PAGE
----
Did Charles Dickens portray the social problems of his time accurately in his fiction?
February 7, 2012
Charles Dickens was one of the greatest writers of all time. His passion for writing was one of a kind. Many people are not too fond of Charles Dickens maybe because he wrote over a hundred years ago. Dickens wrote about the hard times his country faced and the reality of the time period. The Victorian Time Period was the hardest obstacle to hit England and Dickens put that in his writing to express and show others the effects of it. Every novel that was ever wrote from Charles Dickens is connected to the Victorian era in some form.
He is living proof of childhood corruption and portrays himself as his young, mischievous, and perplexed characters Oliver Twist and David Copperfield. He proves that he is a product of the Victorian era as he brings attention to the childhood cruelty, the less fortunate in an English society, and the un-wealthy dysfunctional families of the early Victorian time period. Charles Dickens reflects these and other issues as he brings to life the realism of writing. While others were writing about the way things should be, rather than the way things were, Dickens was challenging these ideas, and argued that paupers and criminals were not evil at birth. This was an act of rebellion, for he in fact was showing the Victorian middle class generation how things felt from a different point of view.
The Victorian era reflected more than just a change in the lack of economic development, but it marked on young children that endured the child cruelty and labor, such as Dickens, and many other writers of this time. Dickens, having been a poor boy, worked in a factory where he was treated with no respect, and many, such as him, had to work in cruel and dangerous conditions. This comes out in his writing, as Oliver Twist works in a factory so that he would get a meal, and a place to sleep. Oliver works long days and his meals come in fist size portions, and therefore all of the young children in the factory become thin and are on the verge of going into starvation. "Please, sir, I want some more." (Ch. 2, pg. 12) This quotation is a direct reflection of Oliver's hunger, and a child's opinions of the cruelty that they have endured working in this factory in the Victorian era.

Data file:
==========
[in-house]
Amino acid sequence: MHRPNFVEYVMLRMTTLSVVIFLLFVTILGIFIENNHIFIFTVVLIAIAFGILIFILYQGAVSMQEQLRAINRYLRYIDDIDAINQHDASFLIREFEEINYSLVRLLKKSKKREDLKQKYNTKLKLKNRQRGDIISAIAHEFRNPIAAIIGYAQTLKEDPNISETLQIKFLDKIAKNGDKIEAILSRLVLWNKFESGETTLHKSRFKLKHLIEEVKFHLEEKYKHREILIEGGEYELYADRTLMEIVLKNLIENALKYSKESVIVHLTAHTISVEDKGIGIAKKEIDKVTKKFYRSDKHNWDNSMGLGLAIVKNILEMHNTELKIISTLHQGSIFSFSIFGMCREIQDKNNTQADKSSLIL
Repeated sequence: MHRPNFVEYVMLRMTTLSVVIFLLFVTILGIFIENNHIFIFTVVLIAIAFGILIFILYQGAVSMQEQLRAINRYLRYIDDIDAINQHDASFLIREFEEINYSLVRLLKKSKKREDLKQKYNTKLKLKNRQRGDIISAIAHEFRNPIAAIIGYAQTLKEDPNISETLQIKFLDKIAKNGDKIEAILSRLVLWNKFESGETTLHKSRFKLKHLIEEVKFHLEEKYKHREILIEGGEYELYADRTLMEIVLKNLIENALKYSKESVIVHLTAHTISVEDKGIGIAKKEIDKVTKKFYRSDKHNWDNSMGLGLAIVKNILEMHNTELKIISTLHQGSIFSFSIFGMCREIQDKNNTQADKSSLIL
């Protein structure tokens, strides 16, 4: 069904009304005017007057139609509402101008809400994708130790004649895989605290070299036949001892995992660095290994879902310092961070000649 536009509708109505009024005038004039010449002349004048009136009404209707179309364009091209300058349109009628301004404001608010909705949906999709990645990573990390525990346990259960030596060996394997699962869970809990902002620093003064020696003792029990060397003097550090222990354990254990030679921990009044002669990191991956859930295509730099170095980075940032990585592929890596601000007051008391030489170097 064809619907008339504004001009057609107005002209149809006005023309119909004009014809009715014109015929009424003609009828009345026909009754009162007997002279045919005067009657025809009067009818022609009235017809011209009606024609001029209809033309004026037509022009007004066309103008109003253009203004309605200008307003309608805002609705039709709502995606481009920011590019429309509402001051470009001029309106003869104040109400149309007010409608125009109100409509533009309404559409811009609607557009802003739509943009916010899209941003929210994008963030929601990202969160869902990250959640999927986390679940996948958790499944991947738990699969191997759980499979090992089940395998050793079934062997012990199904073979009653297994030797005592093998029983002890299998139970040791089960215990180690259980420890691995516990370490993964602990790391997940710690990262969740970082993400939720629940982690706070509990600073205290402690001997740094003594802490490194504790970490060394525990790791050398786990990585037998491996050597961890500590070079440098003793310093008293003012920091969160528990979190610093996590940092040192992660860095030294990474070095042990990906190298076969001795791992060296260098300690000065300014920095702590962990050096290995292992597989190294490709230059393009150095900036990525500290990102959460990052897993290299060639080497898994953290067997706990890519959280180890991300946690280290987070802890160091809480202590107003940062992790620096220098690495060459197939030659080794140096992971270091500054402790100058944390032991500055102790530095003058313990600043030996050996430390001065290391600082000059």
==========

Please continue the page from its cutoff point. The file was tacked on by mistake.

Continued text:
Many children, perhaps even Dickens, worked 16 hour days under atrocious conditions. Of course, children of the Victorian time period weren't always being labored; many were verbally and physically abused by their parents, and the upper class workmen of the English society. Dickens shows how parents can be cruel to their children as he does in David Copperfield, how David's step father beats him. Also when he uses such a quotation from David's mother when she says, "Am I a naughty mamma to you, Davy? Am I a nasty, cruel, selfish, bad mamma? Say I am, my child; say Yes', dear boy, and Peggotty will love you; and Peggotty's love is a great deal better than mine, Davy. I don't love you at all, do I?" (Ch. 2, p. 28) She is throwing a great deal of guilt on a young boy such as David, as is recognizable as emotional and physiological abuse from a parent to a child. When young Oliver Twist was framed for stealing a man's gloves, it just shows how children were viewed. The wealthy man accused Oliver for stealing, partially because he was clearly homeless, and was at the wrong place at the wrong time. This shows how children were viewed as by the wealthy, and how they were poorly judged and how paupers were treated as if they were evil from birth. Not all judgment was passed just to the un-wealthy children, but to all of the less fortunate in the Victorian time period. "Stay another moment," interposed Rose. . . . "Will you return to this gang of robbers, and to this man, when a word can save you? What fascination is it that can take you back, and make you cling to wickedness and misery?" "When ladies as young, and good, and...
Bibliography: and Sketch. MaGill 's Survey of World Literature. Vol 2. Marshall Cavendish Corporation, 1993.
Rahn, Josh. “Victorian Literature.” The Literature Network. January 2011. 2 Feb. 2012 <http://online-literature.com/periods/victorian.php
Dickens, Charles. David Copperfield. Revised ed. Penguin Classics, 2004. 1-1024.
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